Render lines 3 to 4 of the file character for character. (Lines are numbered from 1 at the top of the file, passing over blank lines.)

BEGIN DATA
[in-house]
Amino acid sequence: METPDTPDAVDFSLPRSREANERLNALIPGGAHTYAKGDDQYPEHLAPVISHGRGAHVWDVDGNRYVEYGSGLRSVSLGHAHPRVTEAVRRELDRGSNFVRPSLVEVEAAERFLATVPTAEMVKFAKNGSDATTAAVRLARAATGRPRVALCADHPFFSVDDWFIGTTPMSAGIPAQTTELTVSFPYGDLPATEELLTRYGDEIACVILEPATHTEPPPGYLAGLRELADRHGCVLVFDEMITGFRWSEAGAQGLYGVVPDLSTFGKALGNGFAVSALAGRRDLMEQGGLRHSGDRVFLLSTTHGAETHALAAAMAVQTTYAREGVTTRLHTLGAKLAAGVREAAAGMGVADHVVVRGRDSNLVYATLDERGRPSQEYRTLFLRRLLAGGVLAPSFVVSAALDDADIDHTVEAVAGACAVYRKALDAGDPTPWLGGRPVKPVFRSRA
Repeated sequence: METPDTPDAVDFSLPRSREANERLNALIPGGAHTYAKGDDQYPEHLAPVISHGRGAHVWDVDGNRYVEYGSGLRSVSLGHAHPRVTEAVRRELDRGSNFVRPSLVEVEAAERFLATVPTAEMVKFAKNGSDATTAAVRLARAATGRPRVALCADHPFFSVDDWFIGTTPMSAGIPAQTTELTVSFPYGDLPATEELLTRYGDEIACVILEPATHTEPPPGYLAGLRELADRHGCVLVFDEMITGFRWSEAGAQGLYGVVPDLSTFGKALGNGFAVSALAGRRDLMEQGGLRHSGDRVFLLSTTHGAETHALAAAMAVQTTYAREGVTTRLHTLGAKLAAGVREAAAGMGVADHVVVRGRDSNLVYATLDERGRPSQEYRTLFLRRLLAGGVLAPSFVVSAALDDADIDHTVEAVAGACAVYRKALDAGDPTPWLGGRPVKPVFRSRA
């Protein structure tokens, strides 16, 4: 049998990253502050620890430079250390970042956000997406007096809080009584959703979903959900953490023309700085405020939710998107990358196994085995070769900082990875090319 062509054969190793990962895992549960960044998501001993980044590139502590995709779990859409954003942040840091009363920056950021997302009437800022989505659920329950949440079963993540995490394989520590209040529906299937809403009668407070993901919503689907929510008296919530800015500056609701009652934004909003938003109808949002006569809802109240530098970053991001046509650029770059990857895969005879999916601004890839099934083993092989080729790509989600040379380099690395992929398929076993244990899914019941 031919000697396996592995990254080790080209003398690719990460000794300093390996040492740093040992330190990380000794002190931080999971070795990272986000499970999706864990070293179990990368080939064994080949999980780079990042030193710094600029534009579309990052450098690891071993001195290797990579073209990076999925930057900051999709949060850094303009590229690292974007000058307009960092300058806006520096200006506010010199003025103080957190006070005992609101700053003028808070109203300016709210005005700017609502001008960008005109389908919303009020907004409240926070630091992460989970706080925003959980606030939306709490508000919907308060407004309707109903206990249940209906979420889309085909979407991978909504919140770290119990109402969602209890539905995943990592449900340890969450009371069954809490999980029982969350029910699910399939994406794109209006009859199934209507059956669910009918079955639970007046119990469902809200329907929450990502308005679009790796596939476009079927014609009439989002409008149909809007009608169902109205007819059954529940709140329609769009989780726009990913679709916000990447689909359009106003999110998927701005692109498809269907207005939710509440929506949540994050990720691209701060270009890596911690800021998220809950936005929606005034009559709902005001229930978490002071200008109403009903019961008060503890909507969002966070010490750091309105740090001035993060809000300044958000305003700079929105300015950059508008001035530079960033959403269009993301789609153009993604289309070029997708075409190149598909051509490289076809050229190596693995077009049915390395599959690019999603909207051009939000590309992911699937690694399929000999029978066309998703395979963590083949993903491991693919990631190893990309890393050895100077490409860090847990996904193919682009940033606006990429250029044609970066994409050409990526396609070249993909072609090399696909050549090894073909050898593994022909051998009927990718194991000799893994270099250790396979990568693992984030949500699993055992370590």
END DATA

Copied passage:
Repeated sequence: METPDTPDAVDFSLPRSREANERLNALIPGGAHTYAKGDDQYPEHLAPVISHGRGAHVWDVDGNRYVEYGSGLRSVSLGHAHPRVTEAVRRELDRGSNFVRPSLVEVEAAERFLATVPTAEMVKFAKNGSDATTAAVRLARAATGRPRVALCADHPFFSVDDWFIGTTPMSAGIPAQTTELTVSFPYGDLPATEELLTRYGDEIACVILEPATHTEPPPGYLAGLRELADRHGCVLVFDEMITGFRWSEAGAQGLYGVVPDLSTFGKALGNGFAVSALAGRRDLMEQGGLRHSGDRVFLLSTTHGAETHALAAAMAVQTTYAREGVTTRLHTLGAKLAAGVREAAAGMGVADHVVVRGRDSNLVYATLDERGRPSQEYRTLFLRRLLAGGVLAPSFVVSAALDDADIDHTVEAVAGACAVYRKALDAGDPTPWLGGRPVKPVFRSRA
């Protein structure tokens, strides 16, 4: 049998990253502050620890430079250390970042956000997406007096809080009584959703979903959900953490023309700085405020939710998107990358196994085995070769900082990875090319 062509054969190793990962895992549960960044998501001993980044590139502590995709779990859409954003942040840091009363920056950021997302009437800022989505659920329950949440079963993540995490394989520590209040529906299937809403009668407070993901919503689907929510008296919530800015500056609701009652934004909003938003109808949002006569809802109240530098970053991001046509650029770059990857895969005879999916601004890839099934083993092989080729790509989600040379380099690395992929398929076993244990899914019941 031919000697396996592995990254080790080209003398690719990460000794300093390996040492740093040992330190990380000794002190931080999971070795990272986000499970999706864990070293179990990368080939064994080949999980780079990042030193710094600029534009579309990052450098690891071993001195290797990579073209990076999925930057900051999709949060850094303009590229690292974007000058307009960092300058806006520096200006506010010199003025103080957190006070005992609101700053003028808070109203300016709210005005700017609502001008960008005109389908919303009020907004409240926070630091992460989970706080925003959980606030939306709490508000919907308060407004309707109903206990249940209906979420889309085909979407991978909504919140770290119990109402969602209890539905995943990592449900340890969450009371069954809490999980029982969350029910699910399939994406794109209006009859199934209507059956669910009918079955639970007046119990469902809200329907929450990502308005679009790796596939476009079927014609009439989002409008149909809007009608169902109205007819059954529940709140329609769009989780726009990913679709916000990447689909359009106003999110998927701005692109498809269907207005939710509440929506949540994050990720691209701060270009890596911690800021998220809950936005929606005034009559709902005001229930978490002071200008109403009903019961008060503890909507969002966070010490750091309105740090001035993060809000300044958000305003700079929105300015950059508008001035530079960033959403269009993301789609153009993604289309070029997708075409190149598909051509490289076809050229190596693995077009049915390395599959690019999603909207051009939000590309992911699937690694399929000999029978066309998703395979963590083949993903491991693919990631190893990309890393050895100077490409860090847990996904193919682009940033606006990429250029044609970066994409050409990526396609070249993909072609090399696909050549090894073909050898593994022909051998009927990718194991000799893994270099250790396979990568693992984030949500699993055992370590």